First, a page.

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As ordeal at sea ends, cruise line still faces challenges

February 15, 2013

The vacation nightmare of the broken-down Carnival cruise ship that slowly made its way to land has created a business crisis for the company, The Wall Street Journal reported.

Pulled by tugboats, the ship called Carnival Triumph finally arrived in Mobile, Ala., last night, ending a four-day ordeal that started when an engine-room fire knocked out power, leaving more than 4,000 passengers stranded without air conditioning, working toilets or adequate food.

"We pride ourselves on providing our guests a great vacation experience," said Gerald R. Cahill, the CEO of Carnival, before boarding the ship last night to apologize to passengers. "Clearly, we failed in this particular case."

Meanwhile, in a move described by The Huffington Post as "tone deaf," @CarnivalCruise tweeted the following as grimy passanged disembarked from the crippled ship, "Of course the bathrobes for the Carnival Triumph are complimentary."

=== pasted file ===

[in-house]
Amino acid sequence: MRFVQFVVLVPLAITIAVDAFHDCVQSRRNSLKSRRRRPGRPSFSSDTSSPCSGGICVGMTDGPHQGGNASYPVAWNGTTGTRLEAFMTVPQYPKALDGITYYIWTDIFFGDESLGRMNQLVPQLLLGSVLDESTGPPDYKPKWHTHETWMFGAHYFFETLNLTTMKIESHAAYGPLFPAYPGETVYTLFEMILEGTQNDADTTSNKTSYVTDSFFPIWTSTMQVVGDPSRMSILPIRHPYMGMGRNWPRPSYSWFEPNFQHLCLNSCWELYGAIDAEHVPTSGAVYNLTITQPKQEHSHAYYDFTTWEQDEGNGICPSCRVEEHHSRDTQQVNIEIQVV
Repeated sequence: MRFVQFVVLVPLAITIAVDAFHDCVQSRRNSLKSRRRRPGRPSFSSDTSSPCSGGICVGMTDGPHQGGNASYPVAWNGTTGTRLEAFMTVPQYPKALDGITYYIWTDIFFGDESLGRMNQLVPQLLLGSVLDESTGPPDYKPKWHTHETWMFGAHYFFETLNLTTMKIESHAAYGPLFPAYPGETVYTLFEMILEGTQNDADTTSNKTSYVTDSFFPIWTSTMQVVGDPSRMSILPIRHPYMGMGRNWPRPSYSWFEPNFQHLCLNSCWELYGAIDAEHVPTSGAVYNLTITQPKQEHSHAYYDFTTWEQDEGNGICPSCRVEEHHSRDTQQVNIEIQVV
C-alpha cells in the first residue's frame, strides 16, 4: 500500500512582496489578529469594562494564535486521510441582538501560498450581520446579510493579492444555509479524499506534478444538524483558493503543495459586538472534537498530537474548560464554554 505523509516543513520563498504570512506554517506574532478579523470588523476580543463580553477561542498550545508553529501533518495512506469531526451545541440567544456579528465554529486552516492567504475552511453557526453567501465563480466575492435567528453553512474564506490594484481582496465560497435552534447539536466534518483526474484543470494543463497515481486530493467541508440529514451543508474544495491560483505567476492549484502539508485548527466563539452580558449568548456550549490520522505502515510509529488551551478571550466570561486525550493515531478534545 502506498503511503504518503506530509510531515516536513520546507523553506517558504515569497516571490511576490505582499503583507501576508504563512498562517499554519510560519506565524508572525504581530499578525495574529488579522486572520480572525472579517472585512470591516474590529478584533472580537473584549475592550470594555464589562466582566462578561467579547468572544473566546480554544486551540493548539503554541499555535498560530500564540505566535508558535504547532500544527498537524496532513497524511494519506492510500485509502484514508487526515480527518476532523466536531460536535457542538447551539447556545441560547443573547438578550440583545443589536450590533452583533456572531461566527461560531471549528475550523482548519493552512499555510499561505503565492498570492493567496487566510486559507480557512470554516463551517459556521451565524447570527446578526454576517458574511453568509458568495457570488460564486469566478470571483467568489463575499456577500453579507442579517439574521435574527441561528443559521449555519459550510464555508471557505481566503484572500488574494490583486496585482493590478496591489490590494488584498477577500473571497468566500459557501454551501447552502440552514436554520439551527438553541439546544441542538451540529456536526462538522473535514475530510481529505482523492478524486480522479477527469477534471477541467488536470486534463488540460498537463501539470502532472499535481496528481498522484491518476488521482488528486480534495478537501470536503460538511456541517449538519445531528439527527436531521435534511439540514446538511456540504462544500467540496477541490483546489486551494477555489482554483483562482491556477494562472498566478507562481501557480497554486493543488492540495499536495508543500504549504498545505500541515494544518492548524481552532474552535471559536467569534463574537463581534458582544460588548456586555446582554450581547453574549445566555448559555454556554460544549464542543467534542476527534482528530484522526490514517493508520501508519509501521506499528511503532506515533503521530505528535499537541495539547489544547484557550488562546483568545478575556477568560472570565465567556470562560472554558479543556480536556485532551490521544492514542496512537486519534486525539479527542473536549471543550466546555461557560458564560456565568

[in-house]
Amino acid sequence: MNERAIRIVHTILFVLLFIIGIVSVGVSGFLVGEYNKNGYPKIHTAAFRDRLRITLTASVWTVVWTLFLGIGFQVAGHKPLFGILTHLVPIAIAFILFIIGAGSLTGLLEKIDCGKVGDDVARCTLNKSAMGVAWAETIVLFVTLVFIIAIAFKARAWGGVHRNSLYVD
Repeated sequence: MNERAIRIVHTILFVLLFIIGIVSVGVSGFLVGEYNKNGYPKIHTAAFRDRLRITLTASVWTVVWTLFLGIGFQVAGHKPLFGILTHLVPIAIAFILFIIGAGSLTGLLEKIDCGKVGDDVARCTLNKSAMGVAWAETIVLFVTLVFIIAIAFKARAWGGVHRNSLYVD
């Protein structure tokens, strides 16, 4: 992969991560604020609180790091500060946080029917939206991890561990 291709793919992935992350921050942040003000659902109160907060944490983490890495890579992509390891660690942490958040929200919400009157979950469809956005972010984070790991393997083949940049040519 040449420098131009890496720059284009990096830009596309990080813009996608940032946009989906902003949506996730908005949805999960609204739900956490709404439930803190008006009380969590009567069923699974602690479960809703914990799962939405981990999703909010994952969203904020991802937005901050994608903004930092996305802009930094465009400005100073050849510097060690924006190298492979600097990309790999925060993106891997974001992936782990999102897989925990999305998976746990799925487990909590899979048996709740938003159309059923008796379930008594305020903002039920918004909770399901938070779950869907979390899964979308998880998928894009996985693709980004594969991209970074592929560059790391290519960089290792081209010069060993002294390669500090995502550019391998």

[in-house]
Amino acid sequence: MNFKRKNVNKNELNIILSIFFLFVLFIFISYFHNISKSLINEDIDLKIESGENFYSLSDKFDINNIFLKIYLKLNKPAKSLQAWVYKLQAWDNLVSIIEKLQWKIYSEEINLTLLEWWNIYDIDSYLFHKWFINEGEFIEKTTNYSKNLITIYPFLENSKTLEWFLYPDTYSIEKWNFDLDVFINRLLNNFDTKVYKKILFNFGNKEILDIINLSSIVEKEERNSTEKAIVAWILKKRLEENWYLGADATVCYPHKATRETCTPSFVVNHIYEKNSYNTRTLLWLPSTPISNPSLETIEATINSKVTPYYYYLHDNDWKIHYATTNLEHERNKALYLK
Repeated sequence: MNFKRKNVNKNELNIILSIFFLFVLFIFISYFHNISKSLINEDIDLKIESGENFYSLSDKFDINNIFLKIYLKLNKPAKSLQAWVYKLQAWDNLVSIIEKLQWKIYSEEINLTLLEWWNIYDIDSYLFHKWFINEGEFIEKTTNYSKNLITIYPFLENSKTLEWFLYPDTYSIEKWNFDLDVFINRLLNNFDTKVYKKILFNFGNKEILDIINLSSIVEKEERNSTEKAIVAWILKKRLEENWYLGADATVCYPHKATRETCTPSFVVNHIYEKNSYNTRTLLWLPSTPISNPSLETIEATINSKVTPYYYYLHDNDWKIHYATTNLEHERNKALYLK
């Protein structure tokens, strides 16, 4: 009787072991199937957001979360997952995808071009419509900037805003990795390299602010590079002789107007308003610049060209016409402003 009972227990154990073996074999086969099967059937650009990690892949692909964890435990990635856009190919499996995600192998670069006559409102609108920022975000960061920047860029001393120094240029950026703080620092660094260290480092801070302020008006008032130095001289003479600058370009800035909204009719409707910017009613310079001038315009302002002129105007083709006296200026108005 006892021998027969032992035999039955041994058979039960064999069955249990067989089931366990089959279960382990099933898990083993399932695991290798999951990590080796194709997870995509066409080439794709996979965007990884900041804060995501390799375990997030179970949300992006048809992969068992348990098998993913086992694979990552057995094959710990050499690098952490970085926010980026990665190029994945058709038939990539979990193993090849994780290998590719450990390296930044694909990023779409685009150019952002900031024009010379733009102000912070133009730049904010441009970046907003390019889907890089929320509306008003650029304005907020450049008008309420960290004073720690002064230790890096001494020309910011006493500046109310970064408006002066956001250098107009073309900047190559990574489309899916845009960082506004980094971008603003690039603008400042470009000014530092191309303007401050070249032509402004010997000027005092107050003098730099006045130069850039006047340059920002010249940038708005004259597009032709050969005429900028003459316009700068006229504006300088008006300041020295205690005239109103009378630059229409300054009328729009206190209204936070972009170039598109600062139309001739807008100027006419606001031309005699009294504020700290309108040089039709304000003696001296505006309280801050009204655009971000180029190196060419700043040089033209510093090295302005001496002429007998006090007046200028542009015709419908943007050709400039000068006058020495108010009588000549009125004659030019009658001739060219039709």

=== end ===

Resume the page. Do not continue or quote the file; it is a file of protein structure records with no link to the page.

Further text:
Carnival will investigate the accident with outside agencies, and the company complies with all safety standards set by the International Maritime Organization, a spokesman said. The company has tried to make amends with passengers by providing full refunds, $500 and discounts on future cruises. Carnival officials reportedly were there to receive passengers in Mobile, and the company arranged for their travel back to Texas, where the cruise had originated.

But the fallout extends beyond those on board to tens of thousands of other travelers, as the company announced it was cancelling 14 scheduled voyages of the Triumph. The episode has also focused further attention on cruise-ship safety, little more than a year after the wreck in Italy of the Costa Concordia, a ship owned by a unit of Miami-based Carnival, a crash that killed 32 people.

"I think they really are trying to do the right thing, but I don't think they have been able to communicate it effectively," Marcia Horowitz, an executive who handles crisis management at Rubenstein Associates in New York, told Reuters. "Most of all, you really need a face for Carnival. You can do all the right things. But unless you communicate it effectively, it will not see the light of day." — Greg Beaubien

For further reading: Lessons From the Costa Concordia Disaster (The Strategist)


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